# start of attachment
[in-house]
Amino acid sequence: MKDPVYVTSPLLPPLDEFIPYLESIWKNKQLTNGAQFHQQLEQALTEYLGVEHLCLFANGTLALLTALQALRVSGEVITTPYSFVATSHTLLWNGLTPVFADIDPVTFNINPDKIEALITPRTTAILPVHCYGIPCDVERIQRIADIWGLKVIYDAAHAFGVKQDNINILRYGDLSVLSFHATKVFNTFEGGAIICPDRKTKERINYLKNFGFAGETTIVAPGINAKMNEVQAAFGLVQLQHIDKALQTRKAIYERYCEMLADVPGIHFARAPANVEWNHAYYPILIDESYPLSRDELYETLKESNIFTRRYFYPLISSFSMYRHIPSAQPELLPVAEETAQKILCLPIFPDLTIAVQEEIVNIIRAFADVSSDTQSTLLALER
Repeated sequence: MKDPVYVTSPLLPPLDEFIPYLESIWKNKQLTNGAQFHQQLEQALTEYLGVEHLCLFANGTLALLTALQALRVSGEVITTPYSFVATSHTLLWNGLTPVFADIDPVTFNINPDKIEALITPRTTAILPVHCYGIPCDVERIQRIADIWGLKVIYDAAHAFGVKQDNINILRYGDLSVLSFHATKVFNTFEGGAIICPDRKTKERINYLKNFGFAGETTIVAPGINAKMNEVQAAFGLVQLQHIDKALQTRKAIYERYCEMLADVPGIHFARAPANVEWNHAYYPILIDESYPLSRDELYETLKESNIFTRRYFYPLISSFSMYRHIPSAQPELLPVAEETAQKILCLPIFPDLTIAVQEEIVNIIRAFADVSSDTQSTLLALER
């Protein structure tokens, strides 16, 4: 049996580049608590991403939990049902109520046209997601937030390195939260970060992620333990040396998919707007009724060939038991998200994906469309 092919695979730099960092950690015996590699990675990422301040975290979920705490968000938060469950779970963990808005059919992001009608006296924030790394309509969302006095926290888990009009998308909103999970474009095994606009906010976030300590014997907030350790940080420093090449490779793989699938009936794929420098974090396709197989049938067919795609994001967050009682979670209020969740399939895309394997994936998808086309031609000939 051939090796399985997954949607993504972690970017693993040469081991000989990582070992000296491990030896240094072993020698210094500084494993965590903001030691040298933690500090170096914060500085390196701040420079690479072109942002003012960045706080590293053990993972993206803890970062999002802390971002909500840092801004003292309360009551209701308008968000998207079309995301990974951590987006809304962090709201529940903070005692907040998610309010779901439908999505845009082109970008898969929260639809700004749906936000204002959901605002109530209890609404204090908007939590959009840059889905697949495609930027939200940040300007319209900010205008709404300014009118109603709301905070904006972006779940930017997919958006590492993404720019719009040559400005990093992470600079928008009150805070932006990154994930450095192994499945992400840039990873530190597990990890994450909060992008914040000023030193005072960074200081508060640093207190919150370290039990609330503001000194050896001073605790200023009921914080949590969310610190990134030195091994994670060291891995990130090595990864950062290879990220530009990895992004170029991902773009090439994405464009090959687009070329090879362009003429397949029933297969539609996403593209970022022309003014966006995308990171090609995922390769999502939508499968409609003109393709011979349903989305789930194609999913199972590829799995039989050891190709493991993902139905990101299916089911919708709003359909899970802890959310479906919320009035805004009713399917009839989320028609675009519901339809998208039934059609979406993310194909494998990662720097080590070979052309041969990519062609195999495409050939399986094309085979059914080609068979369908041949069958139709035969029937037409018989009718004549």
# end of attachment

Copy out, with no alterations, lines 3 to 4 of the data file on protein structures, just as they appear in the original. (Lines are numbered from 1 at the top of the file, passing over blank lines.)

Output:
Repeated sequence: MKDPVYVTSPLLPPLDEFIPYLESIWKNKQLTNGAQFHQQLEQALTEYLGVEHLCLFANGTLALLTALQALRVSGEVITTPYSFVATSHTLLWNGLTPVFADIDPVTFNINPDKIEALITPRTTAILPVHCYGIPCDVERIQRIADIWGLKVIYDAAHAFGVKQDNINILRYGDLSVLSFHATKVFNTFEGGAIICPDRKTKERINYLKNFGFAGETTIVAPGINAKMNEVQAAFGLVQLQHIDKALQTRKAIYERYCEMLADVPGIHFARAPANVEWNHAYYPILIDESYPLSRDELYETLKESNIFTRRYFYPLISSFSMYRHIPSAQPELLPVAEETAQKILCLPIFPDLTIAVQEEIVNIIRAFADVSSDTQSTLLALER
């Protein structure tokens, strides 16, 4: 049996580049608590991403939990049902109520046209997601937030390195939260970060992620333990040396998919707007009724060939038991998200994906469309 092919695979730099960092950690015996590699990675990422301040975290979920705490968000938060469950779970963990808005059919992001009608006296924030790394309509969302006095926290888990009009998308909103999970474009095994606009906010976030300590014997907030350790940080420093090449490779793989699938009936794929420098974090396709197989049938067919795609994001967050009682979670209020969740399939895309394997994936998808086309031609000939 051939090796399985997954949607993504972690970017693993040469081991000989990582070992000296491990030896240094072993020698210094500084494993965590903001030691040298933690500090170096914060500085390196701040420079690479072109942002003012960045706080590293053990993972993206803890970062999002802390971002909500840092801004003292309360009551209701308008968000998207079309995301990974951590987006809304962090709201529940903070005692907040998610309010779901439908999505845009082109970008898969929260639809700004749906936000204002959901605002109530209890609404204090908007939590959009840059889905697949495609930027939200940040300007319209900010205008709404300014009118109603709301905070904006972006779940930017997919958006590492993404720019719009040559400005990093992470600079928008009150805070932006990154994930450095192994499945992400840039990873530190597990990890994450909060992008914040000023030193005072960074200081508060640093207190919150370290039990609330503001000194050896001073605790200023009921914080949590969310610190990134030195091994994670060291891995990130090595990864950062290879990220530009990895992004170029991902773009090439994405464009090959687009070329090879362009003429397949029933297969539609996403593209970022022309003014966006995308990171090609995922390769999502939508499968409609003109393709011979349903989305789930194609999913199972590829799995039989050891190709493991993902139905990101299916089911919708709003359909899970802890959310479906919320009035805004009713399917009839989320028609675009519901339809998208039934059609979406993310194909494998990662720097080590070979052309041969990519062609195999495409050939399986094309085979059914080609068979369908041949069958139709035969029937037409018989009718004549």